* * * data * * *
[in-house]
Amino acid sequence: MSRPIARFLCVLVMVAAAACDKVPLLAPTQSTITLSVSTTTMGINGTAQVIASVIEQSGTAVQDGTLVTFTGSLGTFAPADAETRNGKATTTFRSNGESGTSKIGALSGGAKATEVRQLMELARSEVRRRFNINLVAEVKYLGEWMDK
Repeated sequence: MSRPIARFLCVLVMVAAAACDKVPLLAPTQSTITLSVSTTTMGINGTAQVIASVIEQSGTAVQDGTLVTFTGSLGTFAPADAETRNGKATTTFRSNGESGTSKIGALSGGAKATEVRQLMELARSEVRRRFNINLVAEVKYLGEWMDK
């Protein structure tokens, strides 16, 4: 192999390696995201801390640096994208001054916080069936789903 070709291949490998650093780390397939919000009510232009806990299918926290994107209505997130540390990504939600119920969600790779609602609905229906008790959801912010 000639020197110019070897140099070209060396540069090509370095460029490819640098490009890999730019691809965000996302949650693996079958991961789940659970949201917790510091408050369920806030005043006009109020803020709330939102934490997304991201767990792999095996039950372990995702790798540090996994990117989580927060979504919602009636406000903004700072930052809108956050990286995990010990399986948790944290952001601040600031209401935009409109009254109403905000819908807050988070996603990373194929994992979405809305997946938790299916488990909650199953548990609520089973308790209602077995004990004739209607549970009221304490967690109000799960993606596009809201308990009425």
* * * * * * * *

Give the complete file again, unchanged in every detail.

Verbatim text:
[in-house]
Amino acid sequence: MSRPIARFLCVLVMVAAAACDKVPLLAPTQSTITLSVSTTTMGINGTAQVIASVIEQSGTAVQDGTLVTFTGSLGTFAPADAETRNGKATTTFRSNGESGTSKIGALSGGAKATEVRQLMELARSEVRRRFNINLVAEVKYLGEWMDK
Repeated sequence: MSRPIARFLCVLVMVAAAACDKVPLLAPTQSTITLSVSTTTMGINGTAQVIASVIEQSGTAVQDGTLVTFTGSLGTFAPADAETRNGKATTTFRSNGESGTSKIGALSGGAKATEVRQLMELARSEVRRRFNINLVAEVKYLGEWMDK
């Protein structure tokens, strides 16, 4: 192999390696995201801390640096994208001054916080069936789903 070709291949490998650093780390397939919000009510232009806990299918926290994107209505997130540390990504939600119920969600790779609602609905229906008790959801912010 000639020197110019070897140099070209060396540069090509370095460029490819640098490009890999730019691809965000996302949650693996079958991961789940659970949201917790510091408050369920806030005043006009109020803020709330939102934490997304991201767990792999095996039950372990995702790798540090996994990117989580927060979504919602009636406000903004700072930052809108956050990286995990010990399986948790944290952001601040600031209401935009409109009254109403905000819908807050988070996603990373194929994992979405809305997946938790299916488990909650199953548990609520089973308790209602077995004990004739209607549970009221304490967690109000799960993606596009809201308990009425």